Getting Past Slow Growth

WASHINGTON, DC – Most economists nowadays are pessimistic about the world economy’s growth prospects. The World Bank has, yet again, downgraded its medium-term projections, and economists the world over are warning that we are facing a “new normal” of slower growth. Where there is less consensus – or so it seems – is in accounting for this weakness.

Almost three years ago, former US Treasury Secretary Larry Summers revived Alvin Hansen’s “secular stagnation” hypothesis, emphasizing demand-side constraints. By contrast, in Robert Gordon’s engaging and erudite book The Rise and Fall of American Growth, the focus is on long-term supply-side factors – in particular, the nature of innovation. Thomas Piketty, in his best-selling tome Capital in the Twenty-First Century, describes the rise of inequality that is resulting from low GDP growth. Joseph E. Stiglitz’s book Re-Writing the Rules of the American Economy: An Agenda for Growth and Shared Prosperity blames political choices for both slowing growth and rising inequality.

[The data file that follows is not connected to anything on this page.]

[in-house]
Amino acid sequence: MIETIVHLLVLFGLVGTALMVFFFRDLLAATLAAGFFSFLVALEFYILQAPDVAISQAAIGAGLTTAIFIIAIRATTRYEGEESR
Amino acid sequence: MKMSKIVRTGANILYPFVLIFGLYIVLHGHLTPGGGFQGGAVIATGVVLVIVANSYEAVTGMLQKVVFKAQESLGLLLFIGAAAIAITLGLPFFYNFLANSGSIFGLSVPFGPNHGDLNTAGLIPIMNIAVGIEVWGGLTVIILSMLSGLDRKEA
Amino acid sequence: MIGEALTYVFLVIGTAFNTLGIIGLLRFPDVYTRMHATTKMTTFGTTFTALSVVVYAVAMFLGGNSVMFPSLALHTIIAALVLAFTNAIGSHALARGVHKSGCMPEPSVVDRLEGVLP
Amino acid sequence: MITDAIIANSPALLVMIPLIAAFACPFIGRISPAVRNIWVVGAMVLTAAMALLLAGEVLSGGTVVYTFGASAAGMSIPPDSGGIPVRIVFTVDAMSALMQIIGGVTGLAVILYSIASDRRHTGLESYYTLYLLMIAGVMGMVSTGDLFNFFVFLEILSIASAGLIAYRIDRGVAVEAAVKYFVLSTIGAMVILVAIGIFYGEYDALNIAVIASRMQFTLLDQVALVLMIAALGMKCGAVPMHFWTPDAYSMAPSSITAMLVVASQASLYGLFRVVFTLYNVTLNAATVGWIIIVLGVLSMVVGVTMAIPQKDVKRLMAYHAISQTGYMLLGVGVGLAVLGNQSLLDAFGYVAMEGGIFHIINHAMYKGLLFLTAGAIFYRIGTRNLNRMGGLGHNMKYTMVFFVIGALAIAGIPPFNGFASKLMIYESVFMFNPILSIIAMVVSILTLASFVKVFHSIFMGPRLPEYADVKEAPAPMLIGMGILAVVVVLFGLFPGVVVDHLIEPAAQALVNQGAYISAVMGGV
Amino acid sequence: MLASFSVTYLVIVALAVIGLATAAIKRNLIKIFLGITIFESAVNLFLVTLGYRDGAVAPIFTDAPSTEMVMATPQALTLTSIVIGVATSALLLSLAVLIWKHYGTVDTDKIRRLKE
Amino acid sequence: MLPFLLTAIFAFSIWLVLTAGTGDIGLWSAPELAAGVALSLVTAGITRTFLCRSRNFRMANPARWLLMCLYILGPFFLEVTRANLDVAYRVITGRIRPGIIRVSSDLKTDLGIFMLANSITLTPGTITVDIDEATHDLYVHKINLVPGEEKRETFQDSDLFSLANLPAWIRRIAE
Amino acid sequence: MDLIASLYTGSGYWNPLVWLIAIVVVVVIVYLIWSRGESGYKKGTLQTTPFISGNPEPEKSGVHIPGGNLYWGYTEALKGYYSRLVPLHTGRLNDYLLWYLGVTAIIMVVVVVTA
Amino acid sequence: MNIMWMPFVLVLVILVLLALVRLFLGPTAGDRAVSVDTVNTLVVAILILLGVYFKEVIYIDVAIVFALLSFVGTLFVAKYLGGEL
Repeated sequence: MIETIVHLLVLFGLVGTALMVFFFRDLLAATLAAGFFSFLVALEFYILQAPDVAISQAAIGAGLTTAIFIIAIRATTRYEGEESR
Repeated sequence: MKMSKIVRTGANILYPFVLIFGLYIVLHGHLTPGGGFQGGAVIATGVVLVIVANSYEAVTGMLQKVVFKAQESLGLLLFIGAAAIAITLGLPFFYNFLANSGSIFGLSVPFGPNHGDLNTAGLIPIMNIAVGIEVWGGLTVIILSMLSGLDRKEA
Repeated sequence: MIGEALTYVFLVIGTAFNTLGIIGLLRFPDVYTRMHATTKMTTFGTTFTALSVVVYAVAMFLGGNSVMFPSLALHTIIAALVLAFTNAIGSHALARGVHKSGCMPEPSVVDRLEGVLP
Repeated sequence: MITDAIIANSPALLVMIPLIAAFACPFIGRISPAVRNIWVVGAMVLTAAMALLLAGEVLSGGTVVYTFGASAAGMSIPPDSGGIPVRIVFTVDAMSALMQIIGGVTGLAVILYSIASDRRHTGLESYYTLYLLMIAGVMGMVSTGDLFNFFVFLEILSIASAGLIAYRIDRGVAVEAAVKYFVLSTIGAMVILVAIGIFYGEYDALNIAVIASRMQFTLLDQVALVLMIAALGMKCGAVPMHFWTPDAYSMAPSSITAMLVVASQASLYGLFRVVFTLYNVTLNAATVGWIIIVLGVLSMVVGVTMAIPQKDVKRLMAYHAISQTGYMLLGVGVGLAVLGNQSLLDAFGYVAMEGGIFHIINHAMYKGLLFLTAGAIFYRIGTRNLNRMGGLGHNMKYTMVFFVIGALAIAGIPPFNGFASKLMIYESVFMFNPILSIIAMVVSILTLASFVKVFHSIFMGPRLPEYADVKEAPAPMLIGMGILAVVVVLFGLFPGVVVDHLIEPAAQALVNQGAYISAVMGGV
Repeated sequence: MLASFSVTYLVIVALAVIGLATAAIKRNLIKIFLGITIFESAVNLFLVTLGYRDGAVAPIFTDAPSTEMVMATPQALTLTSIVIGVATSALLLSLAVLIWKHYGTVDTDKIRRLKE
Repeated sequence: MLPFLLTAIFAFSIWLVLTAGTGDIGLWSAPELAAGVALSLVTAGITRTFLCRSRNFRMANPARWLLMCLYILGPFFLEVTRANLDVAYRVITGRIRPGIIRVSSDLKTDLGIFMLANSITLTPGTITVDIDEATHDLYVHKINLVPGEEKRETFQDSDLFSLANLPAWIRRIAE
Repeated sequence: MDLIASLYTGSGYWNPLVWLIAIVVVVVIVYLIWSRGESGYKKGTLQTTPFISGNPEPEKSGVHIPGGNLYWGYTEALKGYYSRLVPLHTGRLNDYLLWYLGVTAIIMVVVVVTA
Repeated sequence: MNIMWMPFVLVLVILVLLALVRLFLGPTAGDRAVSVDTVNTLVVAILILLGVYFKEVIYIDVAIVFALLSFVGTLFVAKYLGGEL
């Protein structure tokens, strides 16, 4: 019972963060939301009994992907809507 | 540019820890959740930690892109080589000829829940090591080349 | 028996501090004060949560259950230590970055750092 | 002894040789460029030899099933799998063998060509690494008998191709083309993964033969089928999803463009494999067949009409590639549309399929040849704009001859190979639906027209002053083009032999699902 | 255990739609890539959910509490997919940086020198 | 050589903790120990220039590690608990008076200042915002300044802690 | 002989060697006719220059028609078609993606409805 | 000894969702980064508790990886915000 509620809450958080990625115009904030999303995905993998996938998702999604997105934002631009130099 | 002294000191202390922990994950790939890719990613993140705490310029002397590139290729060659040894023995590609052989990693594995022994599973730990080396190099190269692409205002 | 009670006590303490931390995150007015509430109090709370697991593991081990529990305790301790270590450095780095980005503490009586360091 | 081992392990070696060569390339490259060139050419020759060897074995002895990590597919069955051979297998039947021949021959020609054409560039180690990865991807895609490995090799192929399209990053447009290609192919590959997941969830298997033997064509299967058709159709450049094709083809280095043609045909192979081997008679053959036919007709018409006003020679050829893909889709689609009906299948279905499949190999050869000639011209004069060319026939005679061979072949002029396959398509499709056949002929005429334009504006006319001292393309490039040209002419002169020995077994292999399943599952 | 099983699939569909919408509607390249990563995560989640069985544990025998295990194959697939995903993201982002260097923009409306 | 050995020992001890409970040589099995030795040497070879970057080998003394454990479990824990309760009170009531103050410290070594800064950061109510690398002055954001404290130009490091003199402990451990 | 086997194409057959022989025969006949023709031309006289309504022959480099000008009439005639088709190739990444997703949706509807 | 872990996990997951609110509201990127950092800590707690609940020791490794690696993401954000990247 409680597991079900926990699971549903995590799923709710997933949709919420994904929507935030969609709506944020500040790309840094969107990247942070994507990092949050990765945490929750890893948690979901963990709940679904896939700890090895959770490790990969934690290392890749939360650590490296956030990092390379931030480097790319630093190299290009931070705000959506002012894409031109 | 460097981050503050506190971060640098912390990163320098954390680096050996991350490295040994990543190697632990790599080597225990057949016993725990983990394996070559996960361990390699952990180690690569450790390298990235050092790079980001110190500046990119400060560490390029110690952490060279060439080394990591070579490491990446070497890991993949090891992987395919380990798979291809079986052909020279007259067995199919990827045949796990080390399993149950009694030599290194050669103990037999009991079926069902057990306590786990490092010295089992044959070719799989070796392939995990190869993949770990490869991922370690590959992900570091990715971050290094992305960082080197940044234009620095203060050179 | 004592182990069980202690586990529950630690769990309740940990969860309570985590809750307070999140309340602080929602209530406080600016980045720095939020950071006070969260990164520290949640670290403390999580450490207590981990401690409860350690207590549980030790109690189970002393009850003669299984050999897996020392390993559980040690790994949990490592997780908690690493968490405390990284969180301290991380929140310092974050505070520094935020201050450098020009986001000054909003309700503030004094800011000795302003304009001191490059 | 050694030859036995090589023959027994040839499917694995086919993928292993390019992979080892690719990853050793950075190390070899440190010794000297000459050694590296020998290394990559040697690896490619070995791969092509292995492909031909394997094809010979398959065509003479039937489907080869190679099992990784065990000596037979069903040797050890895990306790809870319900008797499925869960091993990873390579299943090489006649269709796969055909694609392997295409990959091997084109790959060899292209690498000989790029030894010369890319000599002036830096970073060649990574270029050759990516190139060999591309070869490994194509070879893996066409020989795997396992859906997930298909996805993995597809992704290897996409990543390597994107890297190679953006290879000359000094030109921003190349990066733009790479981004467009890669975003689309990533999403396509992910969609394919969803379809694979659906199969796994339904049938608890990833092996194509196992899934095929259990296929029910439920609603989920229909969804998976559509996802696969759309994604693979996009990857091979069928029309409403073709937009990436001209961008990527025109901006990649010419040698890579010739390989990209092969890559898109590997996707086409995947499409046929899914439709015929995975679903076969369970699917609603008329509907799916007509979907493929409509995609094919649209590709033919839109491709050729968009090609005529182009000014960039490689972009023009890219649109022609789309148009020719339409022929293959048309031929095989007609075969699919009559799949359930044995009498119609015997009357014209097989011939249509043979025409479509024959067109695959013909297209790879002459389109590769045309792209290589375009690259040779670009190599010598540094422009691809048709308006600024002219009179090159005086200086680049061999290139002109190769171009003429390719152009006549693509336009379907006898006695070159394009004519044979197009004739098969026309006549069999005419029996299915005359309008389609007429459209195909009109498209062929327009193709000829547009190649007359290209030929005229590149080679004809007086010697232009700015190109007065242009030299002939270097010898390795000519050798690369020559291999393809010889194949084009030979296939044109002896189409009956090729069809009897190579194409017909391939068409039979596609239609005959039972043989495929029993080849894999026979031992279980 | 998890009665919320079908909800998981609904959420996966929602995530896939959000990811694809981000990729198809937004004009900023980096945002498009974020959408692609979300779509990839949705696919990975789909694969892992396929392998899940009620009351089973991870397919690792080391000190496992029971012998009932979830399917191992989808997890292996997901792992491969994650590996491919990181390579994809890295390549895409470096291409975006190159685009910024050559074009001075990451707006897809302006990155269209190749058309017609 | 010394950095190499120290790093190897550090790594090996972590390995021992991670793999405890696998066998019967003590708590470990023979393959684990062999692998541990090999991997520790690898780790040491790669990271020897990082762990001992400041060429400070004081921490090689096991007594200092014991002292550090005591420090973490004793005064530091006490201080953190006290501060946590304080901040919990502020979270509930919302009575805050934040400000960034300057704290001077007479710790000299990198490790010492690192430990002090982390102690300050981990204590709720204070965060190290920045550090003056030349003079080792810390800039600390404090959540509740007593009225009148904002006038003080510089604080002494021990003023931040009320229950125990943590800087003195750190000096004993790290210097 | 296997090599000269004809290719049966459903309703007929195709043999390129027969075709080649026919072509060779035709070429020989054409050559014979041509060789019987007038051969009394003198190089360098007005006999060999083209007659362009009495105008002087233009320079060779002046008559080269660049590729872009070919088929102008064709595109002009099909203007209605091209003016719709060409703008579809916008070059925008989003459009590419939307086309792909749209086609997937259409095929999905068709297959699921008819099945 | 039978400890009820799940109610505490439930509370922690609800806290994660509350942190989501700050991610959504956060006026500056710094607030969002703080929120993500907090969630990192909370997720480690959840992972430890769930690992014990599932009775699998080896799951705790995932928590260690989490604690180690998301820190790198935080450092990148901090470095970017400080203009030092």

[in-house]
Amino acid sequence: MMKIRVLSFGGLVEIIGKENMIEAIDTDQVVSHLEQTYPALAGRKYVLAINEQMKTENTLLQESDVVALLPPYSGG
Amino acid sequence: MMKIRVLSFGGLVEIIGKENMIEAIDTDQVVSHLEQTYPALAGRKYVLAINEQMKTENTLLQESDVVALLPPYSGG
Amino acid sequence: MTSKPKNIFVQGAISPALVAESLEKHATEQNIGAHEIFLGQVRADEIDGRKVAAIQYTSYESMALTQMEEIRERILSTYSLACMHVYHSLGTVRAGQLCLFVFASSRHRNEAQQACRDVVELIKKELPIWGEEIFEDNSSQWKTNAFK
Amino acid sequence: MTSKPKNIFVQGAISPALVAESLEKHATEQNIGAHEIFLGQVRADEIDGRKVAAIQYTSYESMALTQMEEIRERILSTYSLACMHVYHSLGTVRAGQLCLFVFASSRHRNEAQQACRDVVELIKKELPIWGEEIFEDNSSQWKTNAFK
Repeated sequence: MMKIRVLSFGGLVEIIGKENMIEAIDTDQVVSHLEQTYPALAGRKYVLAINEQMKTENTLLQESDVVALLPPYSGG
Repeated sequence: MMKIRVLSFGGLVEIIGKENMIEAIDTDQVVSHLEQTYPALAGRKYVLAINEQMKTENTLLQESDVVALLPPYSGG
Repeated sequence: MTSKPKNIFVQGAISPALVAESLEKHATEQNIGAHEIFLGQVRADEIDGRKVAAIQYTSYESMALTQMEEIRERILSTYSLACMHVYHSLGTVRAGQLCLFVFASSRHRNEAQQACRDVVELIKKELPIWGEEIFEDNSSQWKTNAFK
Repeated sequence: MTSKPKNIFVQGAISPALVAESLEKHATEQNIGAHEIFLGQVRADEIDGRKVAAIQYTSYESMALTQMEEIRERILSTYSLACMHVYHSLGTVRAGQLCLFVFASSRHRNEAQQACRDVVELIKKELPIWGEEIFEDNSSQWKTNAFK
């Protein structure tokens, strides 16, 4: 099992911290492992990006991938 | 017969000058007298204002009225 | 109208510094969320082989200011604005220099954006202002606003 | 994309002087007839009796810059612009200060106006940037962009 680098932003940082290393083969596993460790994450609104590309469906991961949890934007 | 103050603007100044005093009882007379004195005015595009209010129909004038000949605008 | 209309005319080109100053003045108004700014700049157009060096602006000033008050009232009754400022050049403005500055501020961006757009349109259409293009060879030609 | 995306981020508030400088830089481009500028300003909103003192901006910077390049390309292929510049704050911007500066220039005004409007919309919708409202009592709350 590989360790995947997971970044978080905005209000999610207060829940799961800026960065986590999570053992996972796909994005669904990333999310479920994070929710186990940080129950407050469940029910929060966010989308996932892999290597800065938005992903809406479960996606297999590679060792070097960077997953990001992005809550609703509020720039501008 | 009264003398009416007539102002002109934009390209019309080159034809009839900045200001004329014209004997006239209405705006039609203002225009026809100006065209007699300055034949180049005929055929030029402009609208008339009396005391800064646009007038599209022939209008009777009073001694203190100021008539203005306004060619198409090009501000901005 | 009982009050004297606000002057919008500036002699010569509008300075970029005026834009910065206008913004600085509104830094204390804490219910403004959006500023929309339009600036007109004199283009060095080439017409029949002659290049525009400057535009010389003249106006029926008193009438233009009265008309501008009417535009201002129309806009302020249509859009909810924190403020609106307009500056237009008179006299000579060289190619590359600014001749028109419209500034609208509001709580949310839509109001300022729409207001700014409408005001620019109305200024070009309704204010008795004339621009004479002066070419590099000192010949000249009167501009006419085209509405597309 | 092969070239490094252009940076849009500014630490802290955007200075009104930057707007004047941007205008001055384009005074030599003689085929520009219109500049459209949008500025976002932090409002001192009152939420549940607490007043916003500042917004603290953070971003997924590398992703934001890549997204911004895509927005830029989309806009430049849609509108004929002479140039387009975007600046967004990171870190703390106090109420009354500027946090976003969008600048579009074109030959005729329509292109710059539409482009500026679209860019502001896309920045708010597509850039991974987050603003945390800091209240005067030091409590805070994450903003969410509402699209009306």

These accounts differ in emphasis, but they are not contradictory. On the contrary, while Summers, Gordon, Piketty, and Stiglitz each examines the issue from a different perspective, their ideas are complementary – and even mutually reinforcing.

Summers’s Keynesian argument is that the problem is a chronic aggregate-demand shortfall: Desired investment lags behind desired savings, even at near-zero nominal interest rates, resulting in a chronic liquidity trap. Today’s near-zero – even slightly negative – short-term policy interest rates do not mean that longer-term rates, which are more relevant to investment financing, have also hit zero. But the yield curve in the major advanced economies is very flat, with both real and nominal longer-term rates at historic lows.